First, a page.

Democrats hit the road in Iowa to win back Washington

Rep. John Delaney, D-Md., purchases corn dogs with his wife, April McClain-Delaney, at the Iowa State Fair on August 16, 2017.

DES MOINES — A growing number of Democratic lawmakers who are increasingly concerned that their party might fall short again in elections next year are on the road this summer to buck up beleaguered party activists and recruit new candidates.

Some have broader political ambitions, but most of these little-known Democrats are being invited by local and state party activists seeking out fresh faces to help raise money, recruit candidates and woo new voters. It’s a reflection of the growing voter dissatisfaction with the Democratic Party’s top leaders in Washington, D.C. — and sheer worry that the party may once again spoil its chances.

Struggling to rebuild its ranks after being wiped out of power in Washington and some state capitals, Democrats run the risk of more setbacks next year, even as President Donald Trump’s approval ratings tumble. The party is in dire straits, trailing national Republicans by some measures in fundraising. The Republican National Committee outraised its Democratic counterpart by more than $6 million in July.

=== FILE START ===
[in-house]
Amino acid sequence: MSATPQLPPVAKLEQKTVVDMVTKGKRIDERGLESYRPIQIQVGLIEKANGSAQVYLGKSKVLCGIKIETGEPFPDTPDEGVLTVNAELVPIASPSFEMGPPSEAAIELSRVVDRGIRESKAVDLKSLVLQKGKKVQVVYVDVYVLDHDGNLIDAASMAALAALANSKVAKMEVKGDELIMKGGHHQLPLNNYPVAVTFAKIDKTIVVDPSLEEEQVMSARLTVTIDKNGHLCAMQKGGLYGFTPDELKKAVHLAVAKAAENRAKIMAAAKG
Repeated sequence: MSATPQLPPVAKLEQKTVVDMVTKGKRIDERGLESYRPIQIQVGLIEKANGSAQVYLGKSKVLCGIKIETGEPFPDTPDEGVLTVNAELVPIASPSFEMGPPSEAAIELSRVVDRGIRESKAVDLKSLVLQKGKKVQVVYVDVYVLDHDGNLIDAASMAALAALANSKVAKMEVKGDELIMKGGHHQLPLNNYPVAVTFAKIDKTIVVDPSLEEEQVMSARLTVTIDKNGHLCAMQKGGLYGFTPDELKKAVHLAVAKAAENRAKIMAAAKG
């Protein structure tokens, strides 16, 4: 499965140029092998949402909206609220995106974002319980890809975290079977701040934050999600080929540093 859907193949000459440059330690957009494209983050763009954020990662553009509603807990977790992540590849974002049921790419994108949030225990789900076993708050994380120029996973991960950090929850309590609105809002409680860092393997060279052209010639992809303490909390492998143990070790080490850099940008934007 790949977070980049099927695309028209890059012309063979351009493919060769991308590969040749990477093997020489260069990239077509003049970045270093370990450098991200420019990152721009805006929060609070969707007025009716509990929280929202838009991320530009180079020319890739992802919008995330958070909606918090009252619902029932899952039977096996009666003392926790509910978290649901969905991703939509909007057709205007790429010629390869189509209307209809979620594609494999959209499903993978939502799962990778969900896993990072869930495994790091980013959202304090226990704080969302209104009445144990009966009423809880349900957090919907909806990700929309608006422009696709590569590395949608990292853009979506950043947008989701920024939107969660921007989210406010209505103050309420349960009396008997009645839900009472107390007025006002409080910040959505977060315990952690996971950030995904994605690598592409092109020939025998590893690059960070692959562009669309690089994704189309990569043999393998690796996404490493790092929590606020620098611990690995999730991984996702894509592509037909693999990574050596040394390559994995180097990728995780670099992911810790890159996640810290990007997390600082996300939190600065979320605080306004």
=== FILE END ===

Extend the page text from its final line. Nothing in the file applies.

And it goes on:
These challenges come as an increasing number of new Democratic congressional candidates say that they won’t vote for House Minority Leader Nancy Pelosi, D-Calif., to lead their caucus in the future, signaling that they, like many of the voters they meet, want generational change as well as ideological change inside the caucus.

Among those traveling this summer is Rep. Grace Meng, D-N.Y., who supported Pelosi in last year’s leadership vote but at 41 is among the caucus’s younger members. She recently went far outside her district in Queens to visit the Iowa State Fair.

Local Democrats picked her up at the airport, whisked her to the site of the famous butter cow and made sure she sampled such fair staples as a pork chop on a stick and fried Oreo cookies.

“I might come back for breakfast,” she joked as she posed for photos with a pork chop, “the food here is so good.”

Meng, who is a vice chairman of the Democratic National Committee, is focusing much of her political travel on rural areas in a bid to better understand how to win back voters who have drifted away from her party. She said she feels the need to reach out because, “We don’t have the numbers, honestly, in the House and the Senate, in the White House.”

She said she’s not in Iowa because she wants to run for president — but other House Democrats are already running or clearly thinking about it.

“I’m not here to test waters,” she told a group of Des Moines-area Democrats as she explained why she…

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